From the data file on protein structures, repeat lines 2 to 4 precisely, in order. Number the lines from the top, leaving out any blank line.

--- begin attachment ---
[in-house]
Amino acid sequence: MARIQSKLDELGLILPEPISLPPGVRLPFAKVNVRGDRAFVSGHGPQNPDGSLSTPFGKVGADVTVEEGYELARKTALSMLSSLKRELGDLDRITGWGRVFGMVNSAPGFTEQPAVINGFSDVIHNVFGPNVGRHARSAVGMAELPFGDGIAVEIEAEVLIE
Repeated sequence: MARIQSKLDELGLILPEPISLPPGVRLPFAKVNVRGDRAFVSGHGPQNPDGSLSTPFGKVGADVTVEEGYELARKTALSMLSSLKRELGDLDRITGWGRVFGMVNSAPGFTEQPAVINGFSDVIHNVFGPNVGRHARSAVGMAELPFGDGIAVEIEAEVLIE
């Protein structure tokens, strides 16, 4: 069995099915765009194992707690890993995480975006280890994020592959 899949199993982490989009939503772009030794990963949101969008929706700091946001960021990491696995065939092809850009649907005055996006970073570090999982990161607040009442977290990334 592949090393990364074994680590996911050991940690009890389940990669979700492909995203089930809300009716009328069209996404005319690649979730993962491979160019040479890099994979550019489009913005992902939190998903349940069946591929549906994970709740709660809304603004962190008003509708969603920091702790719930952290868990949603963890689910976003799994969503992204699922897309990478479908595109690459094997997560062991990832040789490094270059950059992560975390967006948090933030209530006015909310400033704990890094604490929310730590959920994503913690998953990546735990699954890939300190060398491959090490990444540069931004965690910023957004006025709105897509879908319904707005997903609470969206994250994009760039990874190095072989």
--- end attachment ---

Amino acid sequence: MARIQSKLDELGLILPEPISLPPGVRLPFAKVNVRGDRAFVSGHGPQNPDGSLSTPFGKVGADVTVEEGYELARKTALSMLSSLKRELGDLDRITGWGRVFGMVNSAPGFTEQPAVINGFSDVIHNVFGPNVGRHARSAVGMAELPFGDGIAVEIEAEVLIE
Repeated sequence: MARIQSKLDELGLILPEPISLPPGVRLPFAKVNVRGDRAFVSGHGPQNPDGSLSTPFGKVGADVTVEEGYELARKTALSMLSSLKRELGDLDRITGWGRVFGMVNSAPGFTEQPAVINGFSDVIHNVFGPNVGRHARSAVGMAELPFGDGIAVEIEAEVLIE
């Protein structure tokens, strides 16, 4: 069995099915765009194992707690890993995480975006280890994020592959 899949199993982490989009939503772009030794990963949101969008929706700091946001960021990491696995065939092809850009649907005055996006970073570090999982990161607040009442977290990334 592949090393990364074994680590996911050991940690009890389940990669979700492909995203089930809300009716009328069209996404005319690649979730993962491979160019040479890099994979550019489009913005992902939190998903349940069946591929549906994970709740709660809304603004962190008003509708969603920091702790719930952290868990949603963890689910976003799994969503992204699922897309990478479908595109690459094997997560062991990832040789490094270059950059992560975390967006948090933030209530006015909310400033704990890094604490929310730590959920994503913690998953990546735990699954890939300190060398491959090490990444540069931004965690910023957004006025709105897509879908319904707005997903609470969206994250994009760039990874190095072989």